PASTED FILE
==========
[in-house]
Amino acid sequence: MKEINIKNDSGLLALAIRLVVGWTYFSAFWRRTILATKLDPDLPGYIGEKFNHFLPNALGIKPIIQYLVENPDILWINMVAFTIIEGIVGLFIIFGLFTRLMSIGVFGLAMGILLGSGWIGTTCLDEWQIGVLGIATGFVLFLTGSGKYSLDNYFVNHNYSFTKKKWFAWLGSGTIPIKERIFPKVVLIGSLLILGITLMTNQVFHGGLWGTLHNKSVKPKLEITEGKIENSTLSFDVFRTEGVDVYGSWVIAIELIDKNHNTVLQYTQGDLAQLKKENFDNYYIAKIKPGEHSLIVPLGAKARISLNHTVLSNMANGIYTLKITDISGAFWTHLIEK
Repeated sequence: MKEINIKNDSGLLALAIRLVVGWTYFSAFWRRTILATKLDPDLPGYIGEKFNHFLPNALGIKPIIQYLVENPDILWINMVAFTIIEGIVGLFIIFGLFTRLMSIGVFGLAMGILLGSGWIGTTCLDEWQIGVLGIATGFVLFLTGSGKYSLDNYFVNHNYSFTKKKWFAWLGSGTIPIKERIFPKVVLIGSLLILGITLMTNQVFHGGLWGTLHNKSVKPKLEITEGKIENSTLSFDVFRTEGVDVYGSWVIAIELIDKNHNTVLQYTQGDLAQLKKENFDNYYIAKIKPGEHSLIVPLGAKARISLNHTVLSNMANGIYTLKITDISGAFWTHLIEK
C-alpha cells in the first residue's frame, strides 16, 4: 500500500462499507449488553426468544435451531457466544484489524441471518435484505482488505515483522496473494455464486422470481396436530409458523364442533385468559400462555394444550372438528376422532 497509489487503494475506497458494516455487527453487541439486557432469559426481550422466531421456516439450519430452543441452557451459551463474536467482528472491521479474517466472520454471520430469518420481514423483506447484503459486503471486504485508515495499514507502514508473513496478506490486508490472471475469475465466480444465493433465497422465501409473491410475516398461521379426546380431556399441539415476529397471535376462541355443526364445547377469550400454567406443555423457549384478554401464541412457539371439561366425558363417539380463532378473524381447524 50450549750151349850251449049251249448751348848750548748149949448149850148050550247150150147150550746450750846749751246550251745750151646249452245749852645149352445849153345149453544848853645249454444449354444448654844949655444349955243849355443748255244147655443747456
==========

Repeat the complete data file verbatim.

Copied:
[in-house]
Amino acid sequence: MKEINIKNDSGLLALAIRLVVGWTYFSAFWRRTILATKLDPDLPGYIGEKFNHFLPNALGIKPIIQYLVENPDILWINMVAFTIIEGIVGLFIIFGLFTRLMSIGVFGLAMGILLGSGWIGTTCLDEWQIGVLGIATGFVLFLTGSGKYSLDNYFVNHNYSFTKKKWFAWLGSGTIPIKERIFPKVVLIGSLLILGITLMTNQVFHGGLWGTLHNKSVKPKLEITEGKIENSTLSFDVFRTEGVDVYGSWVIAIELIDKNHNTVLQYTQGDLAQLKKENFDNYYIAKIKPGEHSLIVPLGAKARISLNHTVLSNMANGIYTLKITDISGAFWTHLIEK
Repeated sequence: MKEINIKNDSGLLALAIRLVVGWTYFSAFWRRTILATKLDPDLPGYIGEKFNHFLPNALGIKPIIQYLVENPDILWINMVAFTIIEGIVGLFIIFGLFTRLMSIGVFGLAMGILLGSGWIGTTCLDEWQIGVLGIATGFVLFLTGSGKYSLDNYFVNHNYSFTKKKWFAWLGSGTIPIKERIFPKVVLIGSLLILGITLMTNQVFHGGLWGTLHNKSVKPKLEITEGKIENSTLSFDVFRTEGVDVYGSWVIAIELIDKNHNTVLQYTQGDLAQLKKENFDNYYIAKIKPGEHSLIVPLGAKARISLNHTVLSNMANGIYTLKITDISGAFWTHLIEK
C-alpha cells in the first residue's frame, strides 16, 4: 500500500462499507449488553426468544435451531457466544484489524441471518435484505482488505515483522496473494455464486422470481396436530409458523364442533385468559400462555394444550372438528376422532 497509489487503494475506497458494516455487527453487541439486557432469559426481550422466531421456516439450519430452543441452557451459551463474536467482528472491521479474517466472520454471520430469518420481514423483506447484503459486503471486504485508515495499514507502514508473513496478506490486508490472471475469475465466480444465493433465497422465501409473491410475516398461521379426546380431556399441539415476529397471535376462541355443526364445547377469550400454567406443555423457549384478554401464541412457539371439561366425558363417539380463532378473524381447524 50450549750151349850251449049251249448751348848750548748149949448149850148050550247150150147150550746450750846749751246550251745750151646249452245749852645149352445849153345149453544848853645249454444449354444448654844949655444349955243849355443748255244147655443747456